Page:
Discussions of death, dying and end of life care preferences are difficult for most people even nurses. As nurses we know that death is as much a part of life as living. Culture, personal experiences and perceptions gleaned from television and other media all impact our understanding and acceptance of death.
Patients and families may misconstrue an offer to discuss end of life care or living wills as meaning death is imminent.
Lets look at how professional nurses may assist patients to understand living wills and power of attorneys (POA). Assisting patients to understand the importance of making end of life care decisions before needed is urgent and helps remove some fear surrounding death. Discussions may open the door to in-depth family or physician dialogue.
All hospitals are required to ask patients if they have a living will and offer information and assistance in preparing one if they do not. Many hospitals meet this requirement by having the admitting clerk ask the patient and later during the admission process an RN will ask for more details.
Knowing what a living will is, what care decisions are included and how they can be implemented will allow the professional nurse to positively impact a patient's knowledge and ability to assert their right of autonomy.
The term advance directives is used to cover the five distinct forms which a patient can prepare to make their wishes known including:
- Durable Health Care Power of Attorney
- Durable Mental Health Care Power of Attorney
- Living Will (End of Life Care)
- Letter to My Agent (Representative)
- Pre-Hospital Medical Directives (Do Not Resuscitate) AND must be printed on
orange colored paper
In most states a person is able to implement any of the above items without an attorney. Most states provide easy to print forms and a life care planning packet through the Office of the Attorney General. As an example Arizona's Attorney General website provides the ability to download and print the life care plan packet or to have a packet mailed to you free of charge.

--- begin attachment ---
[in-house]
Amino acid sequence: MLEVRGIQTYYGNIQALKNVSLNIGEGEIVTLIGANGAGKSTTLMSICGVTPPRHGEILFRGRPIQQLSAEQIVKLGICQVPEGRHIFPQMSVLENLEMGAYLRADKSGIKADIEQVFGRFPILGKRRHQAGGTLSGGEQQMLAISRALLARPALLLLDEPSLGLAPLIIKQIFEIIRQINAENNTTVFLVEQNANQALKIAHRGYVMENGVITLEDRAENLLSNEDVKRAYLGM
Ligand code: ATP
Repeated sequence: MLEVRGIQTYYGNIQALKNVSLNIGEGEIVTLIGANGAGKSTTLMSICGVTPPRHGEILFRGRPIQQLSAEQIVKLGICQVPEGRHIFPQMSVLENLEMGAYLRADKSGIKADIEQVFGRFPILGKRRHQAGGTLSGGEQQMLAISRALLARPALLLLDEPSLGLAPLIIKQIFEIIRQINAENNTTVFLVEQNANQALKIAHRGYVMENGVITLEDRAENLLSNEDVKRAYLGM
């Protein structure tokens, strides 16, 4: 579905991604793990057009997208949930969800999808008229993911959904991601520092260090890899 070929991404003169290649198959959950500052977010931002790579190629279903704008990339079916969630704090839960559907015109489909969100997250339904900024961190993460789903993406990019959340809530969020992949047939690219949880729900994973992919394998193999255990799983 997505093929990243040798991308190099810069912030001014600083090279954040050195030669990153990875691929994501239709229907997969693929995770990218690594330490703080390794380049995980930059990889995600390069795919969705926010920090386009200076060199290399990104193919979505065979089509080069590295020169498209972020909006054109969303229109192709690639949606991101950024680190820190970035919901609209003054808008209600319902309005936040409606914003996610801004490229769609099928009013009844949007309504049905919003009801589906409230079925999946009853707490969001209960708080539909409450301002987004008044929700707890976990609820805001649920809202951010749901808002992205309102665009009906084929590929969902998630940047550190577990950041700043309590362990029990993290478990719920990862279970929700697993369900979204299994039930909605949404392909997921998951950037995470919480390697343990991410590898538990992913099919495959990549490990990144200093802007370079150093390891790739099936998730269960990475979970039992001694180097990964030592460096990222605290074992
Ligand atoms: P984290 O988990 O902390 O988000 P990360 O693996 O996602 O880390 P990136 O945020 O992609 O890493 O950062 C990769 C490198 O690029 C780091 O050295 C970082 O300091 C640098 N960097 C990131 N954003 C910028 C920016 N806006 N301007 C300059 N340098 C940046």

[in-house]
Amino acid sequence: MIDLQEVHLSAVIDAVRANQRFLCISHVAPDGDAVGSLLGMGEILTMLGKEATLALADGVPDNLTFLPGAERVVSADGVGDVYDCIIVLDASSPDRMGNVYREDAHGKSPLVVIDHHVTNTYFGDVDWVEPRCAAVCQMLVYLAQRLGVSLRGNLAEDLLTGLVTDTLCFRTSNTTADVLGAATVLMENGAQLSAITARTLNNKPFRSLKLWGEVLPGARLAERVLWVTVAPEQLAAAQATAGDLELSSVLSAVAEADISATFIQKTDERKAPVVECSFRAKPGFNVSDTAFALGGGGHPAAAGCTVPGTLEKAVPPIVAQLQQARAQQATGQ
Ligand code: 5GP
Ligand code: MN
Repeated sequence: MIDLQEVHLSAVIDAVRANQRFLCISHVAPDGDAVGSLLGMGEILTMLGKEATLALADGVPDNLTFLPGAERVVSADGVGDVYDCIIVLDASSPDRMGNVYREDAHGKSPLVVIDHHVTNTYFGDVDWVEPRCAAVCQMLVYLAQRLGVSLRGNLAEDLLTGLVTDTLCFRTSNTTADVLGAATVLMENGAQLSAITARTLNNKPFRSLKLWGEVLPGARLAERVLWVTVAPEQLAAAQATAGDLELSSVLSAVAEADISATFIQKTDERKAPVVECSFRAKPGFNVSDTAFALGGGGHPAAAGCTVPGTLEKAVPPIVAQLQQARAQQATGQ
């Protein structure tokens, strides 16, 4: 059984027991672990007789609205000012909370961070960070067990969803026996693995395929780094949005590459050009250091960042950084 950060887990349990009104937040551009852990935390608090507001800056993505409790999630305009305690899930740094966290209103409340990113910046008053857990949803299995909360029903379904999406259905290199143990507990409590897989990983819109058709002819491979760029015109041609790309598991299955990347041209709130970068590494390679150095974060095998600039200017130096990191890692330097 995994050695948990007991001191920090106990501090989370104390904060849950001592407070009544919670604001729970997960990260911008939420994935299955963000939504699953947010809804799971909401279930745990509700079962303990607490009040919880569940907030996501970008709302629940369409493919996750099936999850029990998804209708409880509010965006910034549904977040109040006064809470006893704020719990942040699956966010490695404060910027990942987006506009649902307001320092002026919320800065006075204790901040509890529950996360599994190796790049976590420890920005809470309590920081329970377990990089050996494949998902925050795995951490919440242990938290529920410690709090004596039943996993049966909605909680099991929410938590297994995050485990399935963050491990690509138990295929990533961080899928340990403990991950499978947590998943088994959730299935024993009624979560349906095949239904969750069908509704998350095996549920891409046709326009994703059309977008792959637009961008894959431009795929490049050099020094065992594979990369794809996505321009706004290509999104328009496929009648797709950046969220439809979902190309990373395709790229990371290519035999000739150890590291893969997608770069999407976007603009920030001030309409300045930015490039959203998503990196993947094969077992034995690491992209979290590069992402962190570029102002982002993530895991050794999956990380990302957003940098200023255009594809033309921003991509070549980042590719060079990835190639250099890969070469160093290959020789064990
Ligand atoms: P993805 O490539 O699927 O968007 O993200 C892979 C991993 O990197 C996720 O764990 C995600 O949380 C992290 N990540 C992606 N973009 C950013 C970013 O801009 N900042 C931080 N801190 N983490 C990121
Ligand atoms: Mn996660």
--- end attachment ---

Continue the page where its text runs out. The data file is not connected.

The Durable Health Care and Durable Mental Health Care Powers of Attorney allow a person to designate someone to be their representative if the patient becomes unable to express their wishes. Many patients choose family members but the choice must be carefully considered. Patients may consider choosing a family member such as a spouse or adult child, especially if the family member is in the health care field. Encourage patients to have an in-depth discussion with their primary care physician concerning choices in end of life care.
Various care options are discussed and the patient must choose which care options to agree to or reject.
Care Decision Topics include:
- Intubation and Ventilator Use
- Antibiotic Use at End of Life
- Hydration at End of Life (including IV insertion for hydration purposes only)
- Feeding tube placement
- Under what circumstances care can and cannot be provided
- Organ Donation
- Autopsy Consent
Some living wills also include disposal of the body after death such as cremation or burial and funeral arrangements and wishes may be included.
In order for the living will and other advance directives to be considered legal and binding one of two things must be done: the patient has his/her signature notarized or two witnesses sign attesting to the mental competence of the patient. A person being designated as a POA, who may benefit from the death of the patient or is a direct care provider may not act as a witness.
Some final key items to consider include:
Encourage patients to put the original advance directives copy in a safe place and give copies to their primary care physician, any specialists seen routinely, area hospital, the POA and/or close family members such as spouse or adult children. Some also provide a copy to their spiritual leader.
It is recommended that patients carry a copy of the advance directives with them if they are traveling.
Placing a copy of the advance directives on the refrigerator is encouraged as first responders are taught to look in this location for special medical information.
This is a quick overview of important topics to discuss with your patients. Look at your state's Attorney General Website or speak to the patient representative or social worker at your work or local hospital for further information about advance directives.
Helping our patients know how to exercise their right of autonomy empowers the patient to be an active and informed participant in making health care decisions.
- Arizona Office of the Attorney General:
- Advance Directive Forms from MedicAlert:
- The National Hospice and Palliative Care Organization will provide free
state-specific Advance Directive forms: